More canned chicken.  This is completely unavailable all across the South Pacific, except for some very expensive French products, with the bones still in and swimming with fat, available only in Papeete, Tahiti and Noumea, French Caledonia.  Had I known this, I would have brought 100 or more cans of canned chicken for the entire trip.

Talcum powder (great for making you feel not-so-sticky when it's time to go to bed).  We've bought Johnson's Baby Powder locally, and it works great, but you smell like a baby (not all bad).

A collapsible water carrier.  Even the world's best watermaker doesn't always work perfectly -- or even at all.  Or you can't use it without clogging your filters, because there's sediment in the seawater.  Or an algal bloom (green here, not red like in the Northwest).

Moleskin for blisters (hikes in rubber sandals are standard, and produce heretofore unknown blisters).  No one in the South Pacific, including New Zealand and Australia, has heard of moleskin.

A flopper-stopper system.  Every anchorage in the Marquesas is rolly.

A generator (maybe).  Our solar panels and wind generator just don't quite make up for our daily use, and we run the engine to charge the batteries nearly every day (thereby using up the hard-to-obtain, jerry-canned diesel fuel).  But of course the generator brings its own problems, and we haven't fully sorted out the trade-offs.

Q:  How do you manage watch scheduling without additional crew?

We have done very few passages without extra crew. When we have, it's only been for one or two nights, and we have done 3 hours on -- 3 hours off. It's VERY tiring, although I'm told by other cruisers that you do get into the rhythm of it. The problem is that you don't really get three hours sleep between watches. You have to dress/undress, wash off the worst of the salt, make log entries, get snacks ready for the next shift, use the head.. etc. With any luck, you can get 2 1/2 hours of sleep. It's easier, of course, in calm weather, and in the tropics, where there isn't much to take off or put on, and little salt to wash off. (We find that if we don't wash off the salt, the sheets get clammy in only a day or two.) The other issue with your sleep periods is that if the conditions are rough, you find yourself thinking, "What the hell is going on out there? Shouldn't the sails be adjusted?" Or if the conditions are calm, and the boat is moving around in the swells, the issue is "what is that clanking, why isn't my partner fixing it?"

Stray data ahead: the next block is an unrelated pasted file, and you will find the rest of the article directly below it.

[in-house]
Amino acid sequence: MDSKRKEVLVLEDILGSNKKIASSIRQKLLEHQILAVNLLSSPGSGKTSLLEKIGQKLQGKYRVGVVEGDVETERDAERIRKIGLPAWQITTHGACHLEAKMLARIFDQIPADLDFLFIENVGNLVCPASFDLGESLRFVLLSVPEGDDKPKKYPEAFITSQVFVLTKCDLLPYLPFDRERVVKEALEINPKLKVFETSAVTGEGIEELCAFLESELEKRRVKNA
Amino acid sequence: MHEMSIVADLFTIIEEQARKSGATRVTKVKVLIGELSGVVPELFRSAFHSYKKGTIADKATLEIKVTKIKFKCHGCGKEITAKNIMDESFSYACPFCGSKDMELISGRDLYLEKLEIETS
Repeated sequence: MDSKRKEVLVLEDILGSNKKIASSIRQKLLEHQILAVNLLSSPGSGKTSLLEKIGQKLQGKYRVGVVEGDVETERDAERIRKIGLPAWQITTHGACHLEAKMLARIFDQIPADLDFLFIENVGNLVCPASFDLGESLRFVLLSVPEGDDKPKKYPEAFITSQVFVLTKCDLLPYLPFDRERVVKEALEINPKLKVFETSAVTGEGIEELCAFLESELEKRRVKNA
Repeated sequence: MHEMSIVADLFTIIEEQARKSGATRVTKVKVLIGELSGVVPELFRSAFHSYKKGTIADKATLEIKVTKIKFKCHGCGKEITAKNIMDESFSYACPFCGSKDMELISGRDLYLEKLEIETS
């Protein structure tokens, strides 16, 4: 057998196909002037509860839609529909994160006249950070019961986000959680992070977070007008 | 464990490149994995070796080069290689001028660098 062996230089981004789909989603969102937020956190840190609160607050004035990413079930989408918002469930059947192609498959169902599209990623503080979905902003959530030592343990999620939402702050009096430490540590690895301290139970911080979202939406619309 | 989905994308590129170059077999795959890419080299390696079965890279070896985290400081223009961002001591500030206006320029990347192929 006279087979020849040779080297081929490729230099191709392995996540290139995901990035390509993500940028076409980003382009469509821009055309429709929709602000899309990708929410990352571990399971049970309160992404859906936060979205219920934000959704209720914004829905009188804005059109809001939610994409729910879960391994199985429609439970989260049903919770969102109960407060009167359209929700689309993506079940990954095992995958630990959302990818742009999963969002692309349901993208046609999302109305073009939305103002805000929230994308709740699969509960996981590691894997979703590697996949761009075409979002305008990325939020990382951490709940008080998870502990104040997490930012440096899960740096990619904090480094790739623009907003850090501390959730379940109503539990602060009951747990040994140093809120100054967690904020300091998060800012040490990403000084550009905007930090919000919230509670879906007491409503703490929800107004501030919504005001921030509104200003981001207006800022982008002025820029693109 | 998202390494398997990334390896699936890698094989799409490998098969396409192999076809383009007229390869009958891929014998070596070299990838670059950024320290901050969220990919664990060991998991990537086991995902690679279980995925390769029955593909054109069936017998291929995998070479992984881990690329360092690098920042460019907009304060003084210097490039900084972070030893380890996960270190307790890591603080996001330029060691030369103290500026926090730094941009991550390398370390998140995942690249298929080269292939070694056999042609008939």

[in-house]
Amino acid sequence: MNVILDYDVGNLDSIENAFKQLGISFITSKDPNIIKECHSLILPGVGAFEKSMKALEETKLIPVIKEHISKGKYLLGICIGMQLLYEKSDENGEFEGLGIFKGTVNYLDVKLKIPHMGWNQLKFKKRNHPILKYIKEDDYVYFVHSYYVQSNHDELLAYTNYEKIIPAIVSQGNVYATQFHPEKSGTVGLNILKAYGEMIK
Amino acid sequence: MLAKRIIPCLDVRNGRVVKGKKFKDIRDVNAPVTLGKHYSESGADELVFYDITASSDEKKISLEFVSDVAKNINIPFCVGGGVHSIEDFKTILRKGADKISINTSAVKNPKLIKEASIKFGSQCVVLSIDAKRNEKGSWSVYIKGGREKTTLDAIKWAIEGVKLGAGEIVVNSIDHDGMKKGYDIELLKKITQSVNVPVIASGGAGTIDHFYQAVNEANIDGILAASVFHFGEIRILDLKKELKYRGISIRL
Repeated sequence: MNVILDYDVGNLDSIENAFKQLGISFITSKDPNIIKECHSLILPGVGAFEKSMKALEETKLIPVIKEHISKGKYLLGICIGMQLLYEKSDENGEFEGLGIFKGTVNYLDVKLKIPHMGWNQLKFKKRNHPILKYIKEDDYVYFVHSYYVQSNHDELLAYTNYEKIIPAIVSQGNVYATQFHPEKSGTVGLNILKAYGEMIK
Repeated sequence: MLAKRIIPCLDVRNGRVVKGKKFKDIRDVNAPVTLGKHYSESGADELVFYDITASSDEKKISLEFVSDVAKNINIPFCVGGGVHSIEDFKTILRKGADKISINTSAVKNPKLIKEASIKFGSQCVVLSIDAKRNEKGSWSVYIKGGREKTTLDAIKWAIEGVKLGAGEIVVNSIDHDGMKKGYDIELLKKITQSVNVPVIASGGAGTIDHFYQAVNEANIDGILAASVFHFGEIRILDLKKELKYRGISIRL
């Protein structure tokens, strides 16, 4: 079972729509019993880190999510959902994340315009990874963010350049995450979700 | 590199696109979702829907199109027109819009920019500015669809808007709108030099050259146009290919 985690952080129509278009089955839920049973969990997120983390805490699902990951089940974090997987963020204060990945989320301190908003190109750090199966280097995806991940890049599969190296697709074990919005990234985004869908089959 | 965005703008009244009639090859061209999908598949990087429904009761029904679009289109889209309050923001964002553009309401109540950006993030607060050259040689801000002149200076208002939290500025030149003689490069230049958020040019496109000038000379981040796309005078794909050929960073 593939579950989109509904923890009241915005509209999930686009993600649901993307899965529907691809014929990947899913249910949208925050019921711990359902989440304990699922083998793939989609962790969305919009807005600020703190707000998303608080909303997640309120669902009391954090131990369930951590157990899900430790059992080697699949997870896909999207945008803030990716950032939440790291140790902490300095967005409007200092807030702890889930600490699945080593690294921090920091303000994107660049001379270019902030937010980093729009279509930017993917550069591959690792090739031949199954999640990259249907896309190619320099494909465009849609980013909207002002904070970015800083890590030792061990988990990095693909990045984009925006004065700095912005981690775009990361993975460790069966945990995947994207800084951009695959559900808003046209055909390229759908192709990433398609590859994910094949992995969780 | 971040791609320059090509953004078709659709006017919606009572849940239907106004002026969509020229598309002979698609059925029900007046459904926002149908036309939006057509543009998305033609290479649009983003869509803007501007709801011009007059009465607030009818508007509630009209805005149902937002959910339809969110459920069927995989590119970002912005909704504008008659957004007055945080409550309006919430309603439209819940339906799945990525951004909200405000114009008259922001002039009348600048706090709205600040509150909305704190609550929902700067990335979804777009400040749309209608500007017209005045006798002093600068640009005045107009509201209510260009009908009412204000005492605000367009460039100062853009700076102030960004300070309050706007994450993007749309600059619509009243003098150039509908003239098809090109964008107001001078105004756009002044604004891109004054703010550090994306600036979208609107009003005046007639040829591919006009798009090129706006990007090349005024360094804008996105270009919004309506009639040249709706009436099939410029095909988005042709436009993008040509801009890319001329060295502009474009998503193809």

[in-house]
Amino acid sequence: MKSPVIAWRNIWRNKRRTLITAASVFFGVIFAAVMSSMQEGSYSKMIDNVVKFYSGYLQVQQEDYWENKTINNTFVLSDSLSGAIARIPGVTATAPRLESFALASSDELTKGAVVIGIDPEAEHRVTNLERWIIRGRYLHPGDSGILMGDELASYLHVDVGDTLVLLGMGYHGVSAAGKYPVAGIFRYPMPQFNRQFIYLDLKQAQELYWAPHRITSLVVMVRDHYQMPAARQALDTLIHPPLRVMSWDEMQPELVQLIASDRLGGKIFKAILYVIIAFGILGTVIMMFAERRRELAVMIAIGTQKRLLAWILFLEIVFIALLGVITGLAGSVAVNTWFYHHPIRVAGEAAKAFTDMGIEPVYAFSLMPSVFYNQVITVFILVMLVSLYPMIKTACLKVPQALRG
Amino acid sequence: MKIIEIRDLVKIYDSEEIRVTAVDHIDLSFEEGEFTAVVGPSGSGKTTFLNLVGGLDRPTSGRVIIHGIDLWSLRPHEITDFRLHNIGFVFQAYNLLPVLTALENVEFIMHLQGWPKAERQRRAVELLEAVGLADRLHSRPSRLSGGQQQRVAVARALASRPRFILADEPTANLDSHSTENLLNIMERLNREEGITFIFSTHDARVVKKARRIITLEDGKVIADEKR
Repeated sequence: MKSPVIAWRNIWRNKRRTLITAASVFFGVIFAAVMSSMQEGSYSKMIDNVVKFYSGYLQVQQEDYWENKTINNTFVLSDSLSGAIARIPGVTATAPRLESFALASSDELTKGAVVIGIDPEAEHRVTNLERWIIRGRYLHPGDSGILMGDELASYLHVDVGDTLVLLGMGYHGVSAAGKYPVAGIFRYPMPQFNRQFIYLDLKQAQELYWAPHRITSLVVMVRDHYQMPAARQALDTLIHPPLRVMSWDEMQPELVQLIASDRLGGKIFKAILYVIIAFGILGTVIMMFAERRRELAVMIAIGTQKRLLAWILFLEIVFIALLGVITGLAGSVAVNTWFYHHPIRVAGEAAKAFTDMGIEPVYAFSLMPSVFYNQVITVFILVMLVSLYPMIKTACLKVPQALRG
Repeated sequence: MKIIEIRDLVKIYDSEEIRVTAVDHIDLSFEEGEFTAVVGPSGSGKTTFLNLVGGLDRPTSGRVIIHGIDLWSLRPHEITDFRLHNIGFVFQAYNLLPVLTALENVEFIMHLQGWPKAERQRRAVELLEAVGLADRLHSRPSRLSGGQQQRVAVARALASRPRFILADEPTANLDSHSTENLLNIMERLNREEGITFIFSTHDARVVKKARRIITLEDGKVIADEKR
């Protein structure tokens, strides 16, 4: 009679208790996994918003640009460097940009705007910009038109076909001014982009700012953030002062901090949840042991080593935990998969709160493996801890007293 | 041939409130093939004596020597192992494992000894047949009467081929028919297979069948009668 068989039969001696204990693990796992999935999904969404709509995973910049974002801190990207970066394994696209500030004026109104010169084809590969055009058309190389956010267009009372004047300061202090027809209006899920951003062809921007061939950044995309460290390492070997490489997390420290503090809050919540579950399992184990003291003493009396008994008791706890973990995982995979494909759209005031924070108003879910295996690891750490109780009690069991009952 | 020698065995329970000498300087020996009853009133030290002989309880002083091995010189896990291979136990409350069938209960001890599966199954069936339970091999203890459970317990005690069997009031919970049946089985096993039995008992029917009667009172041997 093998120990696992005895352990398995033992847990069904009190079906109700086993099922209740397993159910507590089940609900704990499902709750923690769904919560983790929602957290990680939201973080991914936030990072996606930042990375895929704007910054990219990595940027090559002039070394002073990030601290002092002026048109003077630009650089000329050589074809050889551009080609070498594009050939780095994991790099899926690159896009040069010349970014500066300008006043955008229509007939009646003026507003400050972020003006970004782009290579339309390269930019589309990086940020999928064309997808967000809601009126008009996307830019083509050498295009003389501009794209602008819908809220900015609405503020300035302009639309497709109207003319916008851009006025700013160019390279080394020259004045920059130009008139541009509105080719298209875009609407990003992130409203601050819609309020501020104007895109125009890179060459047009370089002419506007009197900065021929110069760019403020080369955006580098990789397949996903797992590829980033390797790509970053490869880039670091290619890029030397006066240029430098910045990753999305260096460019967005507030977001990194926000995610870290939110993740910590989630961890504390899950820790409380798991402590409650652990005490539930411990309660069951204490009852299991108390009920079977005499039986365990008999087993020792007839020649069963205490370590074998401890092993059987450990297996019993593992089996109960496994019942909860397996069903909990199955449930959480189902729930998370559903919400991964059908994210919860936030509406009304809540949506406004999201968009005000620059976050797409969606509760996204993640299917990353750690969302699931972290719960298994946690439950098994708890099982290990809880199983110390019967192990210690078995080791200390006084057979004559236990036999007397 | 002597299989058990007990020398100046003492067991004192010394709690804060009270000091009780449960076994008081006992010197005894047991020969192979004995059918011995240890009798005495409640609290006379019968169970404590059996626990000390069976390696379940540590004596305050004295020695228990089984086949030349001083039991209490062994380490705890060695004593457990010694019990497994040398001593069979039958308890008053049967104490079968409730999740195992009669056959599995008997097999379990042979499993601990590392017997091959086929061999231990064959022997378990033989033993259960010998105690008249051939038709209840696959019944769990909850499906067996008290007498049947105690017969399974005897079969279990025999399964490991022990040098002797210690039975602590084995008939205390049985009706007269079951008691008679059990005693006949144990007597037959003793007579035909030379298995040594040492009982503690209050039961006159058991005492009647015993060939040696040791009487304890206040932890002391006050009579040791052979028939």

Three hours on shift, particularly between 1 and 6 am, is really hard to do. I find I am singing every song I can think of, watching the minutes tick by, telling myself stories. We have a few books on tape (actually on MP3) which help the time pass. The risk, of course, is that you'll get so engrossed in the story, you'll forget to check the radar, scan the horizon, check the engine exhaust if motoring, monitor all the instruments... If conditions are rough, you can't use the MP3 player, both because it will get wet, and because it's too distracting, or too hard to pay attention to.